Honestly, I know it's worrying, but it's not your problem now.

DampInTheLakes Wed 11-Sep-19 10:11:02

I'd considered going through a mutual friend but hadn't wanted to implicate anyone in case it was seen as 3rd party contact. It's a small community and it could quite easily turn into a source of gossip and drama so I think going through the school is a really good way of doing it. Our kids aren't at the same school anymore but I do think this could be the way forward and it's not something I'd considered, so thank you for suggesting it.

Nonmerci Wed 11-Sep-19 10:13:22

I would also try either the school or possibly social services.

I really feel for you, I have an ex like this too and I also would want to warn this woman. Men like this are dangerous.

Nonmerci Wed 11-Sep-19 10:13:52

I wouldn’t bother warning her FWIW, would you have believed one of his exes at the time if they warned you?

colourlessgreenidea Wed 11-Sep-19 10:19:01

I wouldn’t bother warning her FWIW


would you have believed one of his exes at the time if they warned you?

It’s not a case of believing an ex, it’s a case of her accessing and believing the information provided via Claire’s Law.

Wibblewobble99 Wed 11-Sep-19 10:24:10

Can you tell social services in case no one has already warned them? I know agencies aren’t always the best at keeping each other in the loop. Then if they contact her it’ll be a red flag and maybe she will speak to the police? There’s a lot of hoping and assuming but it’s better than not being able to do anything. I’d worry if you went through a third party it could be agro for you and them but she may also be less likely to believe what she hears.

NoCauseRebel Wed 11-Sep-19 10:35:01

The problem with Claire’s law is that people don’t generally access it until they have encountered a red flag iyswim. Clearly even the OP didn’t until she already had an ongoing case against this bloke, and in reality it’s hardly a good starting point for a relationship if you’re checking out whether they have convictions before anything has happened to you. Many people absolutely don’t do that, and if there wasn’t any doubt there are very few people who would be talked into it without being given some kind of heads-up as to why.

I think that the police are in the wrong for telling you that you can’t say anything. Because even if he is found not guilty for whatever reason there should be a way for you to say that you went out with him last year and one of his ex’s got in touch with you to say he was bad news etc etc.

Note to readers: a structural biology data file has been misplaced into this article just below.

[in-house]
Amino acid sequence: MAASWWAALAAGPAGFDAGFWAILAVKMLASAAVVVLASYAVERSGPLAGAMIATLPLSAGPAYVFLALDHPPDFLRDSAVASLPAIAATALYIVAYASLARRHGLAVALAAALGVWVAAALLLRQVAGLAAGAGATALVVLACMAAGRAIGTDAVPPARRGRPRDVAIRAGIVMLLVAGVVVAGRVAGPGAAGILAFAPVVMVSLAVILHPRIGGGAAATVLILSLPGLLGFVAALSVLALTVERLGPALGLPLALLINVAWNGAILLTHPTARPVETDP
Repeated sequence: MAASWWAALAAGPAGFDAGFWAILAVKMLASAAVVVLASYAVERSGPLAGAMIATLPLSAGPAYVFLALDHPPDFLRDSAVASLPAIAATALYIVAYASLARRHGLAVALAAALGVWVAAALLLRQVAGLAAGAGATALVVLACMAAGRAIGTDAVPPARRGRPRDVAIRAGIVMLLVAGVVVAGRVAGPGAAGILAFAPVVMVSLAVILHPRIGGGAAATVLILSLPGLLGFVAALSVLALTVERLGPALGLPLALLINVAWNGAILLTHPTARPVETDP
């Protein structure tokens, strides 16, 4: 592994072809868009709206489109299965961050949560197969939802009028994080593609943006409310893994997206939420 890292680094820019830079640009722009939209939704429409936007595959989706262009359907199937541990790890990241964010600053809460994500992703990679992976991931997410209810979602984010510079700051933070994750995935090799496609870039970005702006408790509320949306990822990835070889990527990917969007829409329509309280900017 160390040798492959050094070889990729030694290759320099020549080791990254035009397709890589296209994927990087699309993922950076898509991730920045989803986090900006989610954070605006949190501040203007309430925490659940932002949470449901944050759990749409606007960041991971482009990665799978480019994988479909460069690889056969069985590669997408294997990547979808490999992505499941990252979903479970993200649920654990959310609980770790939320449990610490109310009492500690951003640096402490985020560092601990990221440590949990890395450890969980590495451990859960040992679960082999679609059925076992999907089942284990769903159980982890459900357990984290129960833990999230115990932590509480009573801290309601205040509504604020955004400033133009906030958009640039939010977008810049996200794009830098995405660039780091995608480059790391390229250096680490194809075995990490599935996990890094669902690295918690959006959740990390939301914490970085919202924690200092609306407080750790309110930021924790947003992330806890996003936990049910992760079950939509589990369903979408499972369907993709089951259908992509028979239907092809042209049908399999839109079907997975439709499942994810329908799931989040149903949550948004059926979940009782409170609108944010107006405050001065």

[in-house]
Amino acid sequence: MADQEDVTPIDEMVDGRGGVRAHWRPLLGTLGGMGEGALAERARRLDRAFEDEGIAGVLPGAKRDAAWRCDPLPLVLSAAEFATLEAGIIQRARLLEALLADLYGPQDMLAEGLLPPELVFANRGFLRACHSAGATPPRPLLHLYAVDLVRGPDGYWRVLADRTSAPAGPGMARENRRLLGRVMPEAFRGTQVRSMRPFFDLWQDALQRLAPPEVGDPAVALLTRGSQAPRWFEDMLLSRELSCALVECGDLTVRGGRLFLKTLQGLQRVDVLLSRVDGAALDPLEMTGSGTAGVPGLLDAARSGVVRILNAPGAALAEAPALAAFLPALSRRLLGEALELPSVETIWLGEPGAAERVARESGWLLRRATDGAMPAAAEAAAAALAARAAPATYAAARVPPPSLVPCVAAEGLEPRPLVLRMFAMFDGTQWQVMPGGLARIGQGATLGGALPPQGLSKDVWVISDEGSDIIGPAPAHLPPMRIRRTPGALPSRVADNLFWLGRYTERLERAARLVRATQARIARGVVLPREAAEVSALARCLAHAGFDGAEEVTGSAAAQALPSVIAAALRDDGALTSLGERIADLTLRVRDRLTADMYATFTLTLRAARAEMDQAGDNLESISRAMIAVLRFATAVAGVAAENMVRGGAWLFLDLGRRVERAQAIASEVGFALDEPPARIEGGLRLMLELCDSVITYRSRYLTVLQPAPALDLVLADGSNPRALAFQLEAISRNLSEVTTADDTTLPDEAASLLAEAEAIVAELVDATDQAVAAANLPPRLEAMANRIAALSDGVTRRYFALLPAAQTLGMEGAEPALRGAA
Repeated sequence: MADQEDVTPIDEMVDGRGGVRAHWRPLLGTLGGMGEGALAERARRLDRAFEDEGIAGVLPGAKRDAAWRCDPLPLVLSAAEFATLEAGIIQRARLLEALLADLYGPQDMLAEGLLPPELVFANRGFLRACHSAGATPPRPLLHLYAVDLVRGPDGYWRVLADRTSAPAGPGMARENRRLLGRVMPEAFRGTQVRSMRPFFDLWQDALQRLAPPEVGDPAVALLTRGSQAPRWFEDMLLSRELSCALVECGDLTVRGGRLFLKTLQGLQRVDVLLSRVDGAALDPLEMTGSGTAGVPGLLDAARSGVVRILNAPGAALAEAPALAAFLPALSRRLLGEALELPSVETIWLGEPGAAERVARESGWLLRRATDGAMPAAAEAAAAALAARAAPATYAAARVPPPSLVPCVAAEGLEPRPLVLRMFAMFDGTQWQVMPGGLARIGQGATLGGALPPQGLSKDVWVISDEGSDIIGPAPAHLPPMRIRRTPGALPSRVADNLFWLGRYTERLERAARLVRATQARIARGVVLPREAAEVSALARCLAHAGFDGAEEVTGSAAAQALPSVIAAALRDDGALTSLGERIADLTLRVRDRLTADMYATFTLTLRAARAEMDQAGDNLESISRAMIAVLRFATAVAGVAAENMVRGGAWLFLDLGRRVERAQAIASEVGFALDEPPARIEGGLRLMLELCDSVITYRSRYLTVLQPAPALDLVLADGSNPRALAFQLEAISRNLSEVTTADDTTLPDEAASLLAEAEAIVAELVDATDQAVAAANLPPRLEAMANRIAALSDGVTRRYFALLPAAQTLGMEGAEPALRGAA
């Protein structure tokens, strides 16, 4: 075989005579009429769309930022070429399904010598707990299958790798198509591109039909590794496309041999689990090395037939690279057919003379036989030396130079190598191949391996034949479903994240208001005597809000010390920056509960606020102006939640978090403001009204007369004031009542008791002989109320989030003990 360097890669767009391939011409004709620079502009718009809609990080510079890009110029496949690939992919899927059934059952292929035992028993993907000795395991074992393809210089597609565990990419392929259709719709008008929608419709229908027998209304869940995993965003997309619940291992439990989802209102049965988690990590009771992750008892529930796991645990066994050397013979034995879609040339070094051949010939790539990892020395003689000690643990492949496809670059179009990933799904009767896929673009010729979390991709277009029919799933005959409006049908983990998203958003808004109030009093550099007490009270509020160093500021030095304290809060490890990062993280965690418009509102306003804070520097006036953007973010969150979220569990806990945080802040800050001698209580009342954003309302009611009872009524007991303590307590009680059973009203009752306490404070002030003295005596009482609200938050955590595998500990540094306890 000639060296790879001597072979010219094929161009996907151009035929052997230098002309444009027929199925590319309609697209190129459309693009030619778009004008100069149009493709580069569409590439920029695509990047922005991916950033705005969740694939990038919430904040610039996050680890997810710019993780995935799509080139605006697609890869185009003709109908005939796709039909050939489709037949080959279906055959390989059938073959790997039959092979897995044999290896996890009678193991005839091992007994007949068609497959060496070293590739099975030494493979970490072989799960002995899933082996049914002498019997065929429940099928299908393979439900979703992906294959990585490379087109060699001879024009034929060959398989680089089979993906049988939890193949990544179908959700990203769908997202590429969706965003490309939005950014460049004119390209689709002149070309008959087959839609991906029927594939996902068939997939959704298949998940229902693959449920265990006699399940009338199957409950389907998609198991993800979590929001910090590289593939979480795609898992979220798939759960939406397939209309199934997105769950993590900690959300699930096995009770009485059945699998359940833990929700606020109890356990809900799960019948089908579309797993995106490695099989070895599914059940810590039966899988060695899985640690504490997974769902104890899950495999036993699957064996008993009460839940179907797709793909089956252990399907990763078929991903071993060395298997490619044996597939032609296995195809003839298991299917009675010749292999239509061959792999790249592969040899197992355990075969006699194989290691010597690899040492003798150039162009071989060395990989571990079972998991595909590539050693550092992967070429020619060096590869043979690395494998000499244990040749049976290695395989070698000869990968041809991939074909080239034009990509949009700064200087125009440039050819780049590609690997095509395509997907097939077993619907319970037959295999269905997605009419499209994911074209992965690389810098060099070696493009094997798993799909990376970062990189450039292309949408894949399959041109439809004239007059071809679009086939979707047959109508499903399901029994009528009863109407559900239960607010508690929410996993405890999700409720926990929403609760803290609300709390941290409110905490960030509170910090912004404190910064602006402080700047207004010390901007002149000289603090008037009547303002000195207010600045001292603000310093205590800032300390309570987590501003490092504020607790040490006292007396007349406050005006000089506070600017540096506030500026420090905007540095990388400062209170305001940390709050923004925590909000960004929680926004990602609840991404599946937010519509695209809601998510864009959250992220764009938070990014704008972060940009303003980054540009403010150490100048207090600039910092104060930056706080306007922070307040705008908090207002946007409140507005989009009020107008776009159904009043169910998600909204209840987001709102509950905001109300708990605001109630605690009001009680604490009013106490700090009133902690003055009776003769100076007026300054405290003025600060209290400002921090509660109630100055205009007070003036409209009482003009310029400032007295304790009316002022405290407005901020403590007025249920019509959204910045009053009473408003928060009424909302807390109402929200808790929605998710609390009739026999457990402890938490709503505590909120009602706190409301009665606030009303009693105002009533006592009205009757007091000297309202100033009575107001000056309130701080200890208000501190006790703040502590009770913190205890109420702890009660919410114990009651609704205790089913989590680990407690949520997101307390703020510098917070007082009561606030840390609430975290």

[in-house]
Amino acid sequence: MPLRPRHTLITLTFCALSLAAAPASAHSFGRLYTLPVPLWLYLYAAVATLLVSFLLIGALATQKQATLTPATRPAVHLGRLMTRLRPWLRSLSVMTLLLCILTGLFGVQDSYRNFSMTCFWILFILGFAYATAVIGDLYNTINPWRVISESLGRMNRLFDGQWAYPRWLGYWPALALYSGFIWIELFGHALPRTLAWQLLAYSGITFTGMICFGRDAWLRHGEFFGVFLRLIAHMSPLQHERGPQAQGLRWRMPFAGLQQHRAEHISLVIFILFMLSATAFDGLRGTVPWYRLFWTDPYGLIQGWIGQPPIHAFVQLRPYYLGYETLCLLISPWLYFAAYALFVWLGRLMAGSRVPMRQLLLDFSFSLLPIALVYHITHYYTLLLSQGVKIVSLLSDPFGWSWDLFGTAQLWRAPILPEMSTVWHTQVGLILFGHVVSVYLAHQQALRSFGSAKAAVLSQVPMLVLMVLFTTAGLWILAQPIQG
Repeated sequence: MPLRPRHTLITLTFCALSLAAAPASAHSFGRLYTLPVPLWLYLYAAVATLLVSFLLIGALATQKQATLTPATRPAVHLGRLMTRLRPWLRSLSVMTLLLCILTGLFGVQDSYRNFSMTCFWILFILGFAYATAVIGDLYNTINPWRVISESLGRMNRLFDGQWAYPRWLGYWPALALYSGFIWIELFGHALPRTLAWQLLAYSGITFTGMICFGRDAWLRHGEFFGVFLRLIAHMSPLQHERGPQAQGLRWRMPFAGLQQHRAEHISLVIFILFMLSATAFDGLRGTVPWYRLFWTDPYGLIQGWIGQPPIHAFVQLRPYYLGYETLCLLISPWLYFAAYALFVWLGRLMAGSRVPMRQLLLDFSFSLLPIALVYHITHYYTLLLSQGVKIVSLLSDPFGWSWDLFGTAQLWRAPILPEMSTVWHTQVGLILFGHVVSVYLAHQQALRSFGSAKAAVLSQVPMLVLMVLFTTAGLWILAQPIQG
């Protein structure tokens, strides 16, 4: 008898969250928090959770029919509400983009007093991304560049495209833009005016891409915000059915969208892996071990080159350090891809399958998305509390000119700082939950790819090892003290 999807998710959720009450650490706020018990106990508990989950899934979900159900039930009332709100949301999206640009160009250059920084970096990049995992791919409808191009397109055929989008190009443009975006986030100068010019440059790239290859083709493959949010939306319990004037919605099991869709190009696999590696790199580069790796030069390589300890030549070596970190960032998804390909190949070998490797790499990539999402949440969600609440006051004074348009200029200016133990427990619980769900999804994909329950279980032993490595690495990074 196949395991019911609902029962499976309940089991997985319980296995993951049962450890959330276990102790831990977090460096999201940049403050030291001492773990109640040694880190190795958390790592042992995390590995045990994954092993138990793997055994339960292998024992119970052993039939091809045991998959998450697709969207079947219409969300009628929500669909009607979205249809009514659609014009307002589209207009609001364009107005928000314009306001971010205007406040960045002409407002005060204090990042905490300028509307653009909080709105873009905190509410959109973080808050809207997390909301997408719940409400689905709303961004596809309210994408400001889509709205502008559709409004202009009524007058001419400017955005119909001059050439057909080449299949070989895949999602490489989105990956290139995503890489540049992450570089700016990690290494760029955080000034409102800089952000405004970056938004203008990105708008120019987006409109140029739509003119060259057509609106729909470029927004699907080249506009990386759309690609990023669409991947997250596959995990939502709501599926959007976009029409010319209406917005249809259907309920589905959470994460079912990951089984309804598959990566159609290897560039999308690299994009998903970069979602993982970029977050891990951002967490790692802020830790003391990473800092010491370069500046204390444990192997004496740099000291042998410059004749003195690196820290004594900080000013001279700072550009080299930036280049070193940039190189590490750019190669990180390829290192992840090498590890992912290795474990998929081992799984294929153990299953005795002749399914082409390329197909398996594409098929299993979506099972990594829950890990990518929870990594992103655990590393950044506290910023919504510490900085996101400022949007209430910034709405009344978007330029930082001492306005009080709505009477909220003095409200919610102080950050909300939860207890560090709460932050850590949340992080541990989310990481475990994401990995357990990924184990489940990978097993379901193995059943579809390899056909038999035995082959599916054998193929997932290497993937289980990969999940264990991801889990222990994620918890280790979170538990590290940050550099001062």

Perhaps rather than saying so directly you could drop something into conversation such as “I was really surprised to find out months in that he had a daughter he isn’t allowed to see......” and see where that one takes you?

DampInTheLakes Wed 11-Sep-19 11:33:40

@nonmerci I don't know if I'd have believed his ex if she'd warned me but it was always in the back of my mind that he had the other DV case and could have been lying to me. Eventually there were big red angry flags that kept mounting and I started to think more and more that she was the victim afterall, so yes, in the end I'd have believed her. But as @colourlessgreenidea says, this isn't about me wanting to warn her directly, its that a Claire's Law application needs to be made so that the police can warn her.

"I think that the police are in the wrong for telling you that you can’t say anything."
The rationale behind this is that ex-p could then argue that I'm harassing him via a 3rd party and it'll compromise my case. Ridiculous as that is, but that's what the police advise in these cases.

Thanks all for your advice I really appreciate it.

Watchingthyme Wed 11-Sep-19 12:38:53

I would ask a solicitors advice.
Don’t do anything to compromise your case.

MummytoCSJH Wed 11-Sep-19 12:39:33

Glad people agreed with me as I thought I'd get flamed for even suggesting bringing school into it. I do hope you are ok OP and that (however it may be), she finds out and ensures her own safety and that of her children.

EnthusiasmIsDisturbed Wed 11-Sep-19 12:47:46

Try though a mutual friend they could inform her of his history

But he will have already started the sob stories etc etc you can only try and warn her not convince her but she may see a red flag and remember what was said to her

And keep yourself safe don’t not drop hints to her directly you are away from him now keep it that way

lvsel Wed 11-Sep-19 14:18:23

Tell her

swissmilk Wed 11-Sep-19 16:32:55

I would drop a note through her door telling her to look up the file (Clare's law) that the police have on him.
Orbs make it anonymous so it can't be traced back to you.
I think it's your duty.